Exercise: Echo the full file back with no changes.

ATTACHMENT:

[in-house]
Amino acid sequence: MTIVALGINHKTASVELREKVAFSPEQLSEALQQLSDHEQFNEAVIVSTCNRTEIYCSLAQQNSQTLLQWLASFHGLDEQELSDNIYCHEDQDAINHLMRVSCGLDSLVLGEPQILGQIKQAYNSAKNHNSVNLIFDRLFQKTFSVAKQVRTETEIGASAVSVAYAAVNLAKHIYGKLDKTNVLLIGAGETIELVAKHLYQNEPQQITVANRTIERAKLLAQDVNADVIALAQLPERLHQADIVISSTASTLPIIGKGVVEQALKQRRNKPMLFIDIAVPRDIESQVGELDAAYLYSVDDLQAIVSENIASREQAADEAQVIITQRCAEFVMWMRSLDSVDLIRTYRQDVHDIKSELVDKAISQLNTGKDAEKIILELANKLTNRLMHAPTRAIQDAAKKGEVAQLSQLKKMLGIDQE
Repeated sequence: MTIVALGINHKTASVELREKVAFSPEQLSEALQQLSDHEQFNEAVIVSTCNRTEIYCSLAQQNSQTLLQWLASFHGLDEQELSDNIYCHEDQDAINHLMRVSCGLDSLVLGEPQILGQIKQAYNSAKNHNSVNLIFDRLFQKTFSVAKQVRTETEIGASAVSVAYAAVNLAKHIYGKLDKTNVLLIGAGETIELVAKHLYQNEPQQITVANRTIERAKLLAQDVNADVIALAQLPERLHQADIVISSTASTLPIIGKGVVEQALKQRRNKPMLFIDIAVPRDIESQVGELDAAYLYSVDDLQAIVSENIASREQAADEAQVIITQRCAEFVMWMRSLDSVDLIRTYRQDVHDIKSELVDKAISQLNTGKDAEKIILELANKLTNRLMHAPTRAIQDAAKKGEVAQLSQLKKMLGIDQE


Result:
[in-house]
Amino acid sequence: MTIVALGINHKTASVELREKVAFSPEQLSEALQQLSDHEQFNEAVIVSTCNRTEIYCSLAQQNSQTLLQWLASFHGLDEQELSDNIYCHEDQDAINHLMRVSCGLDSLVLGEPQILGQIKQAYNSAKNHNSVNLIFDRLFQKTFSVAKQVRTETEIGASAVSVAYAAVNLAKHIYGKLDKTNVLLIGAGETIELVAKHLYQNEPQQITVANRTIERAKLLAQDVNADVIALAQLPERLHQADIVISSTASTLPIIGKGVVEQALKQRRNKPMLFIDIAVPRDIESQVGELDAAYLYSVDDLQAIVSENIASREQAADEAQVIITQRCAEFVMWMRSLDSVDLIRTYRQDVHDIKSELVDKAISQLNTGKDAEKIILELANKLTNRLMHAPTRAIQDAAKKGEVAQLSQLKKMLGIDQE
Repeated sequence: MTIVALGINHKTASVELREKVAFSPEQLSEALQQLSDHEQFNEAVIVSTCNRTEIYCSLAQQNSQTLLQWLASFHGLDEQELSDNIYCHEDQDAINHLMRVSCGLDSLVLGEPQILGQIKQAYNSAKNHNSVNLIFDRLFQKTFSVAKQVRTETEIGASAVSVAYAAVNLAKHIYGKLDKTNVLLIGAGETIELVAKHLYQNEPQQITVANRTIERAKLLAQDVNADVIALAQLPERLHQADIVISSTASTLPIIGKGVVEQALKQRRNKPMLFIDIAVPRDIESQVGELDAAYLYSVDDLQAIVSENIASREQAADEAQVIITQRCAEFVMWMRSLDSVDLIRTYRQDVHDIKSELVDKAISQLNTGKDAEKIILELANKLTNRLMHAPTRAIQDAAKKGEVAQLSQLKKMLGIDQE